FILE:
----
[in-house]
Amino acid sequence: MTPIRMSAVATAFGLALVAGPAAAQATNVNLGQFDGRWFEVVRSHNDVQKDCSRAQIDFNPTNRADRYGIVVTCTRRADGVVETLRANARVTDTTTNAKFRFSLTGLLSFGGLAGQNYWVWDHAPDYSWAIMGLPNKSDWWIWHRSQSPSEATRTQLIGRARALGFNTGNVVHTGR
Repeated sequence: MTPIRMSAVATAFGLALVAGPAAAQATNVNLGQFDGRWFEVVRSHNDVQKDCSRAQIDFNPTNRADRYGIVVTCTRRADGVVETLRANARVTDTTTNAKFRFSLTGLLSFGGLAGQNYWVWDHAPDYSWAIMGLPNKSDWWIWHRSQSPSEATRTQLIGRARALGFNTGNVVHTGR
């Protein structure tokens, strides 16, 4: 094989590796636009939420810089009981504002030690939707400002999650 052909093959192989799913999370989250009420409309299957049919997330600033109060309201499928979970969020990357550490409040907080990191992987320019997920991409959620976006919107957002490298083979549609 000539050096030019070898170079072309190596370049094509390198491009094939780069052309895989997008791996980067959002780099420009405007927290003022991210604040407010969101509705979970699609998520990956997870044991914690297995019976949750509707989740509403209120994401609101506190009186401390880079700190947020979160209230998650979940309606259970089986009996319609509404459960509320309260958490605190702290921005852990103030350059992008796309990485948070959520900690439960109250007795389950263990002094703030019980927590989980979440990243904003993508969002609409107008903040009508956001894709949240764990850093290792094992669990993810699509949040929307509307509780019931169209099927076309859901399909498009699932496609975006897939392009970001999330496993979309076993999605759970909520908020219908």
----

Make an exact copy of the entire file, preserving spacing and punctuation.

[in-house]
Amino acid sequence: MTPIRMSAVATAFGLALVAGPAAAQATNVNLGQFDGRWFEVVRSHNDVQKDCSRAQIDFNPTNRADRYGIVVTCTRRADGVVETLRANARVTDTTTNAKFRFSLTGLLSFGGLAGQNYWVWDHAPDYSWAIMGLPNKSDWWIWHRSQSPSEATRTQLIGRARALGFNTGNVVHTGR
Repeated sequence: MTPIRMSAVATAFGLALVAGPAAAQATNVNLGQFDGRWFEVVRSHNDVQKDCSRAQIDFNPTNRADRYGIVVTCTRRADGVVETLRANARVTDTTTNAKFRFSLTGLLSFGGLAGQNYWVWDHAPDYSWAIMGLPNKSDWWIWHRSQSPSEATRTQLIGRARALGFNTGNVVHTGR
């Protein structure tokens, strides 16, 4: 094989590796636009939420810089009981504002030690939707400002999650 052909093959192989799913999370989250009420409309299957049919997330600033109060309201499928979970969020990357550490409040907080990191992987320019997920991409959620976006919107957002490298083979549609 000539050096030019070898170079072309190596370049094509390198491009094939780069052309895989997008791996980067959002780099420009405007927290003022991210604040407010969101509705979970699609998520990956997870044991914690297995019976949750509707989740509403209120994401609101506190009186401390880079700190947020979160209230998650979940309606259970089986009996319609509404459960509320309260958490605190702290921005852990103030350059992008796309990485948070959520900690439960109250007795389950263990002094703030019980927590989980979440990243904003993508969002609409107008903040009508956001894709949240764990850093290792094992669990993810699509949040929307509307509780019931169209099927076309859901399909498009699932496609975006897939392009970001999330496993979309076993999605759970909520908020219908």